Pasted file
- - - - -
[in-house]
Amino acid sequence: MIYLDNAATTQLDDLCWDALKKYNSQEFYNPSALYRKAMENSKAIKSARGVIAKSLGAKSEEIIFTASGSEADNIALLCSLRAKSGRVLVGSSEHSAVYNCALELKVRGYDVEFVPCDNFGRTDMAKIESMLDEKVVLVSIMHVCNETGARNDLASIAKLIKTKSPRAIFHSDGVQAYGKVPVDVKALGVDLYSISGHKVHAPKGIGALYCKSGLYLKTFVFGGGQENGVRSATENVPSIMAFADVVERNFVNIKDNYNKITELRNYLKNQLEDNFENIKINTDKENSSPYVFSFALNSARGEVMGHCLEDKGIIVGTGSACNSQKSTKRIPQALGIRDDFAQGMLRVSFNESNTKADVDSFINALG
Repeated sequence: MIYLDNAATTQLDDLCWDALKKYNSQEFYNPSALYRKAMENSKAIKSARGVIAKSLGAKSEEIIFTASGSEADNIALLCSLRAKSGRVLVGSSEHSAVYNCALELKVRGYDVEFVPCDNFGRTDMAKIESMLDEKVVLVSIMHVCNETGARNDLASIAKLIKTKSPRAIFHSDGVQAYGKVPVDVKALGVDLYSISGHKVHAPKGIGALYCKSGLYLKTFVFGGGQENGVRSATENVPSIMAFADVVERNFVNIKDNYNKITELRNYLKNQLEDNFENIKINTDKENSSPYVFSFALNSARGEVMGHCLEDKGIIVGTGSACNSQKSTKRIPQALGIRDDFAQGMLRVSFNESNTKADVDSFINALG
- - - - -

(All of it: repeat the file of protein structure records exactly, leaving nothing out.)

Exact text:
[in-house]
Amino acid sequence: MIYLDNAATTQLDDLCWDALKKYNSQEFYNPSALYRKAMENSKAIKSARGVIAKSLGAKSEEIIFTASGSEADNIALLCSLRAKSGRVLVGSSEHSAVYNCALELKVRGYDVEFVPCDNFGRTDMAKIESMLDEKVVLVSIMHVCNETGARNDLASIAKLIKTKSPRAIFHSDGVQAYGKVPVDVKALGVDLYSISGHKVHAPKGIGALYCKSGLYLKTFVFGGGQENGVRSATENVPSIMAFADVVERNFVNIKDNYNKITELRNYLKNQLEDNFENIKINTDKENSSPYVFSFALNSARGEVMGHCLEDKGIIVGTGSACNSQKSTKRIPQALGIRDDFAQGMLRVSFNESNTKADVDSFINALG
Repeated sequence: MIYLDNAATTQLDDLCWDALKKYNSQEFYNPSALYRKAMENSKAIKSARGVIAKSLGAKSEEIIFTASGSEADNIALLCSLRAKSGRVLVGSSEHSAVYNCALELKVRGYDVEFVPCDNFGRTDMAKIESMLDEKVVLVSIMHVCNETGARNDLASIAKLIKTKSPRAIFHSDGVQAYGKVPVDVKALGVDLYSISGHKVHAPKGIGALYCKSGLYLKTFVFGGGQENGVRSATENVPSIMAFADVVERNFVNIKDNYNKITELRNYLKNQLEDNFENIKINTDKENSSPYVFSFALNSARGEVMGHCLEDKGIIVGTGSACNSQKSTKRIPQALGIRDDFAQGMLRVSFNESNTKADVDSFINALG